Interview: Multilateralism, complementarity essential in tackling economic woes, says Argentine economist

Today’s global economic hardships and the fraught international situation require a greater commitment to multilateralism and complementarity to overcome and mitigate greater risks in the future, Argentine economist Jorge Marchini has said.

In a recent interview with Xinhua, Marchini, vice president of the Foundation for Latin American Integration (FILA), said the volatile global situation is reflected in the sharp rise of raw materials (commodities) price, which, along with global interest rate hikes and changes in global value chains, spell uncertainties about the future.

In the wake of the COVID-19 pandemic and amid geopolitical conflicts, the global economic outlook appears bleak. But if these issues can be overcome, there is likely to be a kind of growth spurt that has been lacking until now, he said.

“We have to look for mechanisms at the international level given this type of reorientation of the global economy,” he said.

In the global economy, one of “the factors with the most impact is the price of products, (or) the issue of inflation,” said Marchini.

The uncertainty around prices invariably “puts the focus of attention on two elements: energy, such as oil, and food,” both of which can “greatly affect societies’ standard of living,” he added.

At the same time, steps to spur the global economy may “not be as effective as expected” due to inflation-fighting measures in different countries that have restricted the flow of capital, he said.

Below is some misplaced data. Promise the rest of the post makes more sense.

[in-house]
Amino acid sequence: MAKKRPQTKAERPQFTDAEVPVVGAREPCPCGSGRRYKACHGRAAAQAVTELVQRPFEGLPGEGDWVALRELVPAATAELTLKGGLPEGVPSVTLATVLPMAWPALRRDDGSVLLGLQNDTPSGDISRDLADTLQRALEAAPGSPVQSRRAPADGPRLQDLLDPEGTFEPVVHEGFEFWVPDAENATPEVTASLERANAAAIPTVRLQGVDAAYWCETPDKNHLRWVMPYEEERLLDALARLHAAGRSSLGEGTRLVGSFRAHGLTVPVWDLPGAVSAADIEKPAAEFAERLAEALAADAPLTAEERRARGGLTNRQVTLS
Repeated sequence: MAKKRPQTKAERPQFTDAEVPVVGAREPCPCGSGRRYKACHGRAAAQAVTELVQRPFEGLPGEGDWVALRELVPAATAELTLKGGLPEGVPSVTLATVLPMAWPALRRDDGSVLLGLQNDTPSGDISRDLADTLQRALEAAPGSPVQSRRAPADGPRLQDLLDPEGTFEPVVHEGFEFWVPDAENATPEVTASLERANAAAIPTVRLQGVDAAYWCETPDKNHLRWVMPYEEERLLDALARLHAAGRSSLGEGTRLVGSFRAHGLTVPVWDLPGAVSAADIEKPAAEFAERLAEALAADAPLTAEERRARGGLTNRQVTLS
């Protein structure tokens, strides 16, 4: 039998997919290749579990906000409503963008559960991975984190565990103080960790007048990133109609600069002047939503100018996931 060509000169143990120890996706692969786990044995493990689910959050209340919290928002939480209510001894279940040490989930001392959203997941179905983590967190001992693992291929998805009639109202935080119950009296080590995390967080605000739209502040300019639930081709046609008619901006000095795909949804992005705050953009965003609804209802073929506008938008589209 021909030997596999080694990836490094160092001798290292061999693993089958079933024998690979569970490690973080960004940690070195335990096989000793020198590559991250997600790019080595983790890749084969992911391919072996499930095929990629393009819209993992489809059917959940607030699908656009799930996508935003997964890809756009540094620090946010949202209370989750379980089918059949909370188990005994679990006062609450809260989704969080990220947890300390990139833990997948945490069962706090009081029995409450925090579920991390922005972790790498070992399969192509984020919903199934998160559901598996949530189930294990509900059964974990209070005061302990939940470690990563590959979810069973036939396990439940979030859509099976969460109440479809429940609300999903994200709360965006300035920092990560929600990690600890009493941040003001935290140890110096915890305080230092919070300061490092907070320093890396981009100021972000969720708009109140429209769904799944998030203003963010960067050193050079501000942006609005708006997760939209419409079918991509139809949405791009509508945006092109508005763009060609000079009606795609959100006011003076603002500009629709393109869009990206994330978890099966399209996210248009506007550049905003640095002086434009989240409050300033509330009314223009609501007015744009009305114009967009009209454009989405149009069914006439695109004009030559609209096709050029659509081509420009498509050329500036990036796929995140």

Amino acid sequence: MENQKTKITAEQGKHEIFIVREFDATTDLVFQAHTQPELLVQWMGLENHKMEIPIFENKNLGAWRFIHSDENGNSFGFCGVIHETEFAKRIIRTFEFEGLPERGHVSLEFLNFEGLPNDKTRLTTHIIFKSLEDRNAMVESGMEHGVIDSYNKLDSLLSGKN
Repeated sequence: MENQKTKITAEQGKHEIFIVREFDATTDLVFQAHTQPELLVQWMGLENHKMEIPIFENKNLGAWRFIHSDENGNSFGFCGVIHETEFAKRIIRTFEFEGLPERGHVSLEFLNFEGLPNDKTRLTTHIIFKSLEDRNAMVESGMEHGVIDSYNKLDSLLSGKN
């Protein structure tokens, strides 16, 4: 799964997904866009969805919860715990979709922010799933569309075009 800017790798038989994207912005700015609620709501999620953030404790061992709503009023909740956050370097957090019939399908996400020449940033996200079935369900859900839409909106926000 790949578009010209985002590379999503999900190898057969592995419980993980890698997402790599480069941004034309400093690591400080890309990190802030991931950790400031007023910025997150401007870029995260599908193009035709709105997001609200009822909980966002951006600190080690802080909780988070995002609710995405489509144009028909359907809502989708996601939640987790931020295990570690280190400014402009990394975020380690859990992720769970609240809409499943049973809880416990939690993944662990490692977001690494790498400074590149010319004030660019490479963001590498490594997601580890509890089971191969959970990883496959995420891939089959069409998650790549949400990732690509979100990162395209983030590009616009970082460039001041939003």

In Latin America, the economic recession comes atop heavy debt burdens, some of which were derived from COVID-19, coupled with countries’ imbalances in the balance of payments, said Marchini, also professor of Economics at the University of Buenos Aires.

These factors can impact currencies, with “changes in currency prices also generating uncertainty,” he said.

To all these factors you can also add the changes seen in the global value chains. The “most significant structure” of trade achieved worldwide in recent years is undergoing profound changes due to protectionist measures stemming from geopolitical strife, the professor said.

Protectionist practices must give way to greater complementarity, and in that regard, China is working on new ways to strengthen cooperation, said the economist, noting the Asian country has been helping Latin America with greater trade flows and financial investment in key infrastructure projects that contribute to development.

In the coming years, the economic situation could become worse if there is no commitment to resolving tensions, to multilateralism and to the concept of complementarity instead of dispute, he said.

“The gap between … better-positioned countries and disadvantaged countries has deepened, and that somehow threatens the conditions of a basic social contract that society needs,” warned the economist.

“There is a certain danger at this time that relations between countries become more unbalanced … I believe that multilateral organizations must be activated,” he said. ■

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